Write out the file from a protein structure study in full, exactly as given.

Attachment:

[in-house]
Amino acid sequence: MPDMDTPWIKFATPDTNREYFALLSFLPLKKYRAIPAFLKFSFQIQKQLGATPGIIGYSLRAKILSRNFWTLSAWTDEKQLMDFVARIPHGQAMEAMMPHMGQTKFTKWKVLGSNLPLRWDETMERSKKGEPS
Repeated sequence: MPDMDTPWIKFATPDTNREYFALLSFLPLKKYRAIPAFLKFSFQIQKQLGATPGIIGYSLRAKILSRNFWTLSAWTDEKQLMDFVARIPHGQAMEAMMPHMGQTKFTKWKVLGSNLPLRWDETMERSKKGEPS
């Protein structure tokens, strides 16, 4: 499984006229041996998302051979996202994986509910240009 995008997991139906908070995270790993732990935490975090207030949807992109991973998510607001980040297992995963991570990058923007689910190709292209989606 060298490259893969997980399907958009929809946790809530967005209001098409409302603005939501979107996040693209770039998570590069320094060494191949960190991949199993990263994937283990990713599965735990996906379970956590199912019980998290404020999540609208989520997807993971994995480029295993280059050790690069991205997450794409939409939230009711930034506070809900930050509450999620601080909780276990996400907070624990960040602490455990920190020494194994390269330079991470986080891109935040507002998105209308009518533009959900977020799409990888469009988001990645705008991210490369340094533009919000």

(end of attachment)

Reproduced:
[in-house]
Amino acid sequence: MPDMDTPWIKFATPDTNREYFALLSFLPLKKYRAIPAFLKFSFQIQKQLGATPGIIGYSLRAKILSRNFWTLSAWTDEKQLMDFVARIPHGQAMEAMMPHMGQTKFTKWKVLGSNLPLRWDETMERSKKGEPS
Repeated sequence: MPDMDTPWIKFATPDTNREYFALLSFLPLKKYRAIPAFLKFSFQIQKQLGATPGIIGYSLRAKILSRNFWTLSAWTDEKQLMDFVARIPHGQAMEAMMPHMGQTKFTKWKVLGSNLPLRWDETMERSKKGEPS
């Protein structure tokens, strides 16, 4: 499984006229041996998302051979996202994986509910240009 995008997991139906908070995270790993732990935490975090207030949807992109991973998510607001980040297992995963991570990058923007689910190709292209989606 060298490259893969997980399907958009929809946790809530967005209001098409409302603005939501979107996040693209770039998570590069320094060494191949960190991949199993990263994937283990990713599965735990996906379970956590199912019980998290404020999540609208989520997807993971994995480029295993280059050790690069991205997450794409939409939230009711930034506070809900930050509450999620601080909780276990996400907070624990960040602490455990920190020494194994390269330079991470986080891109935040507002998105209308009518533009959900977020799409990888469009988001990645705008991210490369340094533009919000």